Posts Tagged ‘design’

Implementing Design by Contract

June 14th, 2011 No comments

Design by Contract essentially mean that a class has to fulfill certain responsibilities and are inside a boundary. This is done by use of interface. If you have a class which implements an interface (as is done in Java) , it has been designed by contract. The contract here is the methods which this class has to implement.

Going further down , if a class method getMyDetails(long ssnId)
we can put a assert statement like
assert ssnId != null;

Categories: Miscellaneous Tags: ,

Sun Certified Enterprise Architect Assignment

November 25th, 2009 No comments

The  Sun Certified Enterprise Architect(SCEA) consists from Sun consists of 3 parts

a) Objective questions and answers

b) Assignment

c) Essay

The details can be found here Sun Certified Enterprise Architect . The assignment is one of the challenging parts. I had prepared for examination way back in 2004 and had prepared some notes. I am trying to dig up the notes from my old cd and today I found a document which helped me in clarifying my doubts on Part 2. I am not posting the solution but only some questions and answers which will help you understand the assignment better. Read more…

Relationships in UML explained

November 24th, 2009 No comments

The following table shows the kinds of UML relationships between classes, their notation, and what they mean

Association : When two classes are connected to each other in any way, an association relation is established. For example A “student studies in a college” association can be shown as:

association Relationhsip

association Relationhsip

Read more…

Categories: Programming / tutorials Tags: ,

Design Patterns in Dynamic Programming

November 8th, 2009 No comments

Peter Norvig has put in a presentation in which he re visits the GOF design patterns and explains how the implementation would change for dynamic languages.

To see the complete presentation visit Design Patterns in Dynamic Programming

It is a very old presentation but might hold true for some of the dynamic languages of today.

Categories: Programming / tutorials Tags: ,

GOF Design patterns quiz

September 30th, 2009 No comments

A new test on GOF Design patterns has been added on skill-guru. GOF(Gang of four) design patterns are generally considered the foundation for all other patterns. They are categorized in three groups: Creational, Structural, and Behavioral.

This GOF Patterns test covers the important patterns.

This is also helpful for Sun Certified Enterprise Architect Preparation.

Difference between Factory and Abstract Factory

September 14th, 2009 No comments

Abstract Factory: This is a Creational pattern.
It provides an interface for creating families of related or dependent objects (products) without specifying their concrete classes.
J2EE technology uses this pattern for the EJB Home interface, which creates new EJB objects.
It isolates concrete classes.
It makes exchanging product families easy.
It promotes consistency among products.
Supporting new kinds of products is difficult

Factory Method : This pattern defines an interface for creating an object, but let subclasses decide which class to instantiate. Factory Method lets a class defer instantiation to subclasses.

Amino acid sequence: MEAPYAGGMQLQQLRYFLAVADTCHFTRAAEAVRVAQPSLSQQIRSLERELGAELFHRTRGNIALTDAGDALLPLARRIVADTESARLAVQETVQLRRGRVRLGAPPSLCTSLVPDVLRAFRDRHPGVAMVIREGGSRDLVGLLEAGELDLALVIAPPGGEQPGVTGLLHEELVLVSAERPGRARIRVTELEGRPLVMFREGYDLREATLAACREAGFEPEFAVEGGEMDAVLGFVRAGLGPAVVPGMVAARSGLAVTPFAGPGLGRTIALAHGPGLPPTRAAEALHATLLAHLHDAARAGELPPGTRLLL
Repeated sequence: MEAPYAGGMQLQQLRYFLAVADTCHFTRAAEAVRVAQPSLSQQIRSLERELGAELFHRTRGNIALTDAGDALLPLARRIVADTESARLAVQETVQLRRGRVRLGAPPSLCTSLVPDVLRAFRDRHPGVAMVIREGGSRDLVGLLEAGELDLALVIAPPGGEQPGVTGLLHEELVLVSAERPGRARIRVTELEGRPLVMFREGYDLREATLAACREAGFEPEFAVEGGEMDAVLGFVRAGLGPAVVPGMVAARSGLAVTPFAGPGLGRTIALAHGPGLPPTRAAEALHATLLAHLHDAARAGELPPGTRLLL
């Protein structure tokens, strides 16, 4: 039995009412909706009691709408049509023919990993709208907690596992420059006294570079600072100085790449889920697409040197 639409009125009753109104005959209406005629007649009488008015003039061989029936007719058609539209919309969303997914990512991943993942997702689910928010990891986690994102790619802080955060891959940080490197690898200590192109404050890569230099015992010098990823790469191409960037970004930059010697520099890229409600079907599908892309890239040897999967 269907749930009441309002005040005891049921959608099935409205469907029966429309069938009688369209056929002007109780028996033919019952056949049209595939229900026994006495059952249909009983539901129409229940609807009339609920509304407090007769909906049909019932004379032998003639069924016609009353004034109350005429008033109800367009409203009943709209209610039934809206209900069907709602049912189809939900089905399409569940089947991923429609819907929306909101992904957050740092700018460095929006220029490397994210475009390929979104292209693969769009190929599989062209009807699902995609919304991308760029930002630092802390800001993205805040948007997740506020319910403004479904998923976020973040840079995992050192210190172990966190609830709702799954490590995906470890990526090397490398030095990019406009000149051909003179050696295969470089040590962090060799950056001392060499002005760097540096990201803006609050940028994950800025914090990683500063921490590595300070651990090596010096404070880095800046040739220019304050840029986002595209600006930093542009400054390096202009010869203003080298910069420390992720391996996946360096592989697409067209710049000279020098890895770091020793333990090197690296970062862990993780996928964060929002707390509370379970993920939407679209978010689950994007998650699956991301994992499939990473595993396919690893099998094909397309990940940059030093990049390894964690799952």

J2EE technology uses this pattern for the EJB Home interface, which creates new EJB objects.
Eliminates the need to bind application-specific classes into your code.
Gives subclasses a hook for providing an extended version of an object being constructed.

Difference between Factory and Abstract Factory
The Factory Method pattern is for creating a single object type. It provides a generic interface for client objects, and defers instantiation to subclasses that implement the generic interface.

The Abstract Factory pattern is for creating multiple, related objects, and defers instantiation to subclasses that implement the generic interface of the factory object

Categories: Programming / tutorials Tags: ,

Difference between Aggregation and Composition

August 26th, 2009 11 comments

When studying UML , one of the most important questions which comes to mid of a programmer is , What is the difference between Aggregation and Composition ?

Composition and Aggregation are types of associations. They are very closely related and in terms of programming there does not appear much difference.  I will try to explain the difference between these two by java code examples

Aggregation: the object exists outside the other, is created outside, so it is passed as an argument (for example) to the construtor. Ex: People – car. The car is create in a different context and than becomes a person property.

Composition: the object only exists, or only makes sense inside the other, as a part of the other. Ex: People – heart. You don’t create a heart and than passes it to a person.

Code example for aggregation:

// WebServer is aggregated of a HttpListener and a RequestProcessor

public class WebServer {
private HttpListener listener;
private RequestProcessor processor;
public WebServer(HttpListener listener, RequestProcessor processor) {
this.listener = listener;
this.processor = processor;

Code example for composition

// WebServer is an composition of HttpListener and RequestProcessor and controls their lifecycle

public class WebServer {
private HttpListener listener;
private RequestProcessor processor;
public WebServer() {
this.listener = new HttpListener(80);
this.processor = new RequestProcessor('/www/root');

In composition, whole has responsibility of preventing garbage collection of part.

Categories: Programming / tutorials Tags: , , ,